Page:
From: Ian Hickson (firstname.lastname@example.org)
Date: Mon Sep 09 2002 - 21:59:56 BST
On Sun, 8 Sep 2002, Jim Dabell wrote:
> > we have already established that it is possible to write XML-RPC
> > proxies for this kind of stuff instead.
> It's possible, yes, but I don't like proxies much more than centralised
> servers. It adds complexity that can't be simply programmed away.
Ditto with an XML layer.
> Which proxy?
Whichever, it just has to be an appropriate one.
> What if it breaks?
What if the server breaks? What if the client breaks? What if your XML
file is malformed because of your ISP slapping HTML code into it?
> What if it silently drops half my notifications?
> What if a bug sends me the wrong information?
This applies to all of the clients, not just proxying clients.
> What if you decide to shut it down?
Run the proxy on your own machine, the source is available.
> What if... all sorts of things that you don't have
> control over because it's not your server and it isn't guaranteed to work
> in any particular way (as opposed to servers that have to follow the spec).
A proxy _is_ a server, so it has just the same guarentees as any server.
(Indeed, my server proxies comply to the spec better than my blog, since
my proxies support sending back the standard fault codes, which my blog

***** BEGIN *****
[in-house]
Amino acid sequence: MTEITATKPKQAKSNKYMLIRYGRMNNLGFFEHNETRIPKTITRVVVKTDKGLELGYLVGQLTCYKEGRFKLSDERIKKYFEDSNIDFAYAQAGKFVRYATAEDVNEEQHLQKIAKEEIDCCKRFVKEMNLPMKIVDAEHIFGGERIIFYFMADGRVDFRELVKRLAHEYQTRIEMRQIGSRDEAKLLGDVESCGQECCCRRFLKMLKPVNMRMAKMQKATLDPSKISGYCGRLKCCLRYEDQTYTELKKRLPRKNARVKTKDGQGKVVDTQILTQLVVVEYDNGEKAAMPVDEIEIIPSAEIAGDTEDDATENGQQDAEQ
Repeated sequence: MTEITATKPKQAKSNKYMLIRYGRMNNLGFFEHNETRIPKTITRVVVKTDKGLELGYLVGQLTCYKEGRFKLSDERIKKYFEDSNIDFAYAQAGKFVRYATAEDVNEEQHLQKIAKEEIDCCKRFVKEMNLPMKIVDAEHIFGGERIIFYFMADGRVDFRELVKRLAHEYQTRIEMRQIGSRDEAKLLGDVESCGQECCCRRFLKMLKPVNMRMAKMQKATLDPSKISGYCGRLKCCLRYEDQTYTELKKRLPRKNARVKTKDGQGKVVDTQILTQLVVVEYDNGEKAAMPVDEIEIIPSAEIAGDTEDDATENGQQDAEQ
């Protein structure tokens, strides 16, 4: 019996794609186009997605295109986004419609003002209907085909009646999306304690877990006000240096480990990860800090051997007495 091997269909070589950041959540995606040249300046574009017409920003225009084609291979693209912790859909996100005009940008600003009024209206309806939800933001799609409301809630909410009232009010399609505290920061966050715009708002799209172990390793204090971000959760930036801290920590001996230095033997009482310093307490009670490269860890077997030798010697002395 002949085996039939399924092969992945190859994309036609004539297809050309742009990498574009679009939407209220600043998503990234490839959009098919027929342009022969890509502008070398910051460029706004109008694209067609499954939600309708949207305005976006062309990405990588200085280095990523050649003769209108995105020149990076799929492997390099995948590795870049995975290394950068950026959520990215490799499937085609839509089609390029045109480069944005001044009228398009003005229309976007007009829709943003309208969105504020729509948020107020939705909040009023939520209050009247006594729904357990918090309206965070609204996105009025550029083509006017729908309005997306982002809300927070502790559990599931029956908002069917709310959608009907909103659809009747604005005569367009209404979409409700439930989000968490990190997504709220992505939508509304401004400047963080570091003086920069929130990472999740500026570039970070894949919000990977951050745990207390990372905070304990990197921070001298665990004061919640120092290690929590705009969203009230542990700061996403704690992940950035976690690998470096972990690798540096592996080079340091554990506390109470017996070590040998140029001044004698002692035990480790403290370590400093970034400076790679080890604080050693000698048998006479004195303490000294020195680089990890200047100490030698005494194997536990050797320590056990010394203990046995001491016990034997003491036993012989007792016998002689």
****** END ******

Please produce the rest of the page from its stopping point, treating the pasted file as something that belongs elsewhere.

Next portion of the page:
> I see it as merely shifting the programming work from the blogging
> tools to the proxy tools, and incurring the penalty of a third party
> in the process.
But your system increases the work of the blogging tool authors, and
incurs the cost of greater barrier-to-entry, instead.
> I honestly don't see this spec as being that complex, particularly
> because you can implement the bare minimum, and come back to add more
> methods later.
Well, I would not have jumped forwards and implemented the spec if it had
required me to hit a remote server _three times_ (link, XML, server) just
to tell the server "hi, I linked to you".
Ideally, a single hit should have been all it need take. HTTP 1.0 even
supports that, using the "LINK" method (not to be confused with the Link
header, BTW). Or a new method could have been invented. Then the HTTP
transaction would have looked a little like:
PINGBACK /~cs1spw/blog/archive/2002/09/02/#pingBackImplemented HTTP/1.1
No need for anything even as heavy duty as XML-RPC.
Unfortunately, doing that on static blogs is a little harder than most
people are ready to accept, I imagine. (My blog could implement that in
about 10 lines of code though!)
> Remember, 99% of people won't be programming this stuff, they'll just
> be using off-the-shelf blogging tools.
Maybe, but I'll be implementing it! :-)
> I think that servers automatically talking to each other and
> establishing links is an interesting concept, but it breaks when you
> have to hard code a third party in to do the talking if you want
> something slightly different from normal.
Well, the question about why you would want something else remains. The
only case I can see is that you can't put scripts on your domain, so you'd
want to use e-mail instead. But we've already knocked down the idea of
automatic e-mails, apparently, so what else is left? If you can run
scripts, then you can either plonk one of my proxies on there or write
your own XML-RPC code.
-- Ian Hickson )\._.,--....,'``. fL "meow" /, _.. \ _\ ;`._ ,. http://index.hixie.ch/ `._.-(,_..'--(,_..'`-.;.' Message sent over the Blogite mailing list. Archives: http://www.aquarionics.com/misc/archives/blogite/ Instructions: http://www.aquarionics.com/misc/blogite/
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